When I was eight years old, on a family trip to Disney’s Epcot Center, I vividly remember watching two animatronic children, one sitting in front of a computer in the United States and one in front of a computer in China. The voice-over explained, “One day, we will use computers and the internet to easily communicate with people all around the world.” At the time, this was unfathomable to me. Little did I know that the technology described there would one day completely shape my career as an academic.
During my last year of graduate study, where I trained as both a researcher and an educator, a fateful dinner at a conference led me to apply for a full-time faculty position at Minerva, a new university program with a mission to transform higher education. Minerva perfectly aligned with my own ideas about university education, so I accepted the teaching position and have never looked back. Since then, I’ve learned a lot about being part of a (mostly) virtual community. It’s taken some trial and error to figure out how to make the most of my experience as a remote employee, so in the interest of helping others, I want to share five of my key learnings.
1. Create a Dedicated Workspace
You have probably heard the phrase “your bedroom is a sanctuary,” but if you’re a remote employee, chances are your workspace is, too. During my time at Minerva, I have found it is incredibly important to define a consistent place for work. While sofas and overstuffed chairs are cozy, they are not great for long periods of focused work, especially on a computer. I find a desk to be more ergonomically sound and more practical: my class notes, readings, and notepads are all within arm’s reach. (It also doesn’t hurt that I look and feel more professorial when sitting at a desk.) More importantly, working in a home office instead of on the couch means I can close the door behind me, after a long day, and get that “leaving work” feeling.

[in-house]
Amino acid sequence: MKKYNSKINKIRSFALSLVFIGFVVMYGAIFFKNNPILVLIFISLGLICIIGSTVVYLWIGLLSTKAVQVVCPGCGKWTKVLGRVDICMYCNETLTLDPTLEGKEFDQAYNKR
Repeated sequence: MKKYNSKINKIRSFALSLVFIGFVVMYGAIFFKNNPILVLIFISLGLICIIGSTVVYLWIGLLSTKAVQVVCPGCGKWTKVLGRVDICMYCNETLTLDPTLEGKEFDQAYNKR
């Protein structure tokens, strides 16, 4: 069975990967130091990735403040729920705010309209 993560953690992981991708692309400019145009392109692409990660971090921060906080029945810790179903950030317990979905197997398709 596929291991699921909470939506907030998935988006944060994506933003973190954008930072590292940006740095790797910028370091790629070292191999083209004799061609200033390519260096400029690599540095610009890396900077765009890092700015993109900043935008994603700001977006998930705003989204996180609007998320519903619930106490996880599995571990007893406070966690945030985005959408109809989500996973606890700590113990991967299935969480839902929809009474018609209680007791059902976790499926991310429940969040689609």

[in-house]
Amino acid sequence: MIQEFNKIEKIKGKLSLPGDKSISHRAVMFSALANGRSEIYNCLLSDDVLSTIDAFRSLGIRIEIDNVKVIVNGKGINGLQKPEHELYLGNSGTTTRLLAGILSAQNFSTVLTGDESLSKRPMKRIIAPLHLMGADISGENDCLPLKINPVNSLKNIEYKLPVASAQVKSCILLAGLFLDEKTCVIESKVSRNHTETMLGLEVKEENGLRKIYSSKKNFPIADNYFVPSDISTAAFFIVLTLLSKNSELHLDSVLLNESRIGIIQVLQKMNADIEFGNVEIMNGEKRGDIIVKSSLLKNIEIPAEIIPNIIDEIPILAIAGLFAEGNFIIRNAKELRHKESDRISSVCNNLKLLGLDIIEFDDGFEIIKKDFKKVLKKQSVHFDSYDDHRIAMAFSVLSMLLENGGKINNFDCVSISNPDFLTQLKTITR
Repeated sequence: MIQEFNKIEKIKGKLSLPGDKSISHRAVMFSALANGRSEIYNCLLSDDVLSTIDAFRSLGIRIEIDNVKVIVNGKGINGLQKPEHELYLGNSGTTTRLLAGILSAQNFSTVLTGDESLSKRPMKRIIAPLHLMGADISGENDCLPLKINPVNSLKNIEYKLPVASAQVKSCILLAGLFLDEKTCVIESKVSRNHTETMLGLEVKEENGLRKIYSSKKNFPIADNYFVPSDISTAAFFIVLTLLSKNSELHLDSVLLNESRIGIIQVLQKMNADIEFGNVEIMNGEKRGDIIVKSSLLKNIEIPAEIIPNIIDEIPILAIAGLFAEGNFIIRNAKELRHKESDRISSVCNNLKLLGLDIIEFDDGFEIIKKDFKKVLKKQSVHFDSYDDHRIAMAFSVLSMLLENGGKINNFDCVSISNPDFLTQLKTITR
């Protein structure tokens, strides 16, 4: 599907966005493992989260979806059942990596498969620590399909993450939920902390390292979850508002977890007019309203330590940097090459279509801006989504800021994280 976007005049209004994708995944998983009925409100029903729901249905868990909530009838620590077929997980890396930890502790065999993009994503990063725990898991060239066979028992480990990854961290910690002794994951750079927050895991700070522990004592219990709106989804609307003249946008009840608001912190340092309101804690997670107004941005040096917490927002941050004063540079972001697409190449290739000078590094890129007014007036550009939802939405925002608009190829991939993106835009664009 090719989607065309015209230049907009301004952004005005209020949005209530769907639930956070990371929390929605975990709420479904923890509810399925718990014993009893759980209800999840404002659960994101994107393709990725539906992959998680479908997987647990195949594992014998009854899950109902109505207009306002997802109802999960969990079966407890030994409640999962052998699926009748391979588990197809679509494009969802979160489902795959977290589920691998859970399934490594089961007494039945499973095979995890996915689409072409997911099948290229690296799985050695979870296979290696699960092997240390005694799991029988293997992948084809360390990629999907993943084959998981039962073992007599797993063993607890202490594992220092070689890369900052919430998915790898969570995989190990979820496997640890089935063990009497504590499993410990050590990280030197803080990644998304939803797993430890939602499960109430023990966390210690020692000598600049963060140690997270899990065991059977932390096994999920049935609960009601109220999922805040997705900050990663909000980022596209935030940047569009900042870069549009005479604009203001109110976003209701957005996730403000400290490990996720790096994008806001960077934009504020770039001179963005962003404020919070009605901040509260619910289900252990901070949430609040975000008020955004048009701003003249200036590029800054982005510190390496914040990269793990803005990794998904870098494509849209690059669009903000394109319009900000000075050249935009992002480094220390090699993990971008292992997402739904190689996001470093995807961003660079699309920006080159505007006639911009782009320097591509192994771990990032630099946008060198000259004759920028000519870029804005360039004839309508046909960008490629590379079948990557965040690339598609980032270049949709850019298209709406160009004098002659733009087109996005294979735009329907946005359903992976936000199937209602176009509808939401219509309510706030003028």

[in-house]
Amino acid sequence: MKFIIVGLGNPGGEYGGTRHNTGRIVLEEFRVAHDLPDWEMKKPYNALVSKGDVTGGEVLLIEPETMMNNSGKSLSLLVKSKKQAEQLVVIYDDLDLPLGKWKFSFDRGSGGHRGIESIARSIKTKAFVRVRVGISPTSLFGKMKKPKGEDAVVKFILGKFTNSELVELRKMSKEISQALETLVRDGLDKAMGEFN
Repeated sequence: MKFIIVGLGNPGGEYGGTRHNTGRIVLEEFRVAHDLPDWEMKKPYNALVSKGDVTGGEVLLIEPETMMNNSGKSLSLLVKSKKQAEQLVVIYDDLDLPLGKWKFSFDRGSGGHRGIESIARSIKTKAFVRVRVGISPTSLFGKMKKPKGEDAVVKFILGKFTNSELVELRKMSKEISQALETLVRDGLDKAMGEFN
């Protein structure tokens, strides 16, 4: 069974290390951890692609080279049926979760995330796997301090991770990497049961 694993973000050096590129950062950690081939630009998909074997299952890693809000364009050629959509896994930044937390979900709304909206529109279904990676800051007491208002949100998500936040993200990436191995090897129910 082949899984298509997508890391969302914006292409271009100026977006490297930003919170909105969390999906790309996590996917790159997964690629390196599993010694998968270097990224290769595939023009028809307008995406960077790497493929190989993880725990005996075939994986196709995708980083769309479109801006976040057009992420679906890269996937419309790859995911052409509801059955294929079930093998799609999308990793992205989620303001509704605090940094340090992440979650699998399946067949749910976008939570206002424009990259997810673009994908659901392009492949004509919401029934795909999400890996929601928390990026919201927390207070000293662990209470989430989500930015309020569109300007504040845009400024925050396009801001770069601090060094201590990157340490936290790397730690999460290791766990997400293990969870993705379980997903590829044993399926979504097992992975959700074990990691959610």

2. Take Time to Regularly Connect with Colleagues
I worried that working remotely would be lonely. However, by regularly video conferencing with students, research assistants, other faculty members, and staff, I’ve developed many deep and meaningful relationships. Mandatory work meetings are undoubtedly useful, but I’ve found that our open, non-mandatory meeting at the end of each week — that faculty have taken to calling “The Lounge” — has proven to be every bit as important. Faculty can pop in and out of an existing meeting and stay for as long as they want. With no set agenda, the conversation can include anything from the weather in Budapest and Boston, lesson planning ideas, summer travel plans, or home renovations. On some occasions, kids or pets even make cameos.
It is hard to talk about life outside of work, as work is what connects us. But we try to take time to learn more about one another beyond our teaching positions. I consider myself lucky to work with such a talented and diverse group of scholars, and I’ve come to realize that they are also a down-to-earth, caring, understanding, open, and funny group; so funny. I think I have broken out in laughter, at least once, in every Lounge I have attended over the past two years. Taking time to get to know your colleagues, as much as possible, using video conferencing makes meeting in person all the more meaningful. Which brings me to my next tip…
3. Make the Most of Onsite Meetings
I am fortunate to meet with my colleagues twice per year and these gatherings have been invaluable. When you have an opportunity to meet with your colleagues in-person, take full advantage of it. During our gatherings, we take time to brainstorm about curriculum, participate in important training sessions, exchange research ideas, and explore opportunities for collaboration. However, I also jam-pack my schedule with informal breakfasts, lunches, and dinners. When walking around the city, I try to travel in groups or pairs; my goal is to avoid eating or walking alone during the entire on-site visit. Conversations with colleagues, while waiting at a crosswalk, eating burritos, or sipping wine are when the magic happens. We can relax, laugh, become engrossed in deep conversations, share our experiences teaching, researching, working remotely, balancing work and family, you name it. These informal connections are also where inside jokes are born, the ones that live on in our virtual meetings throughout the year.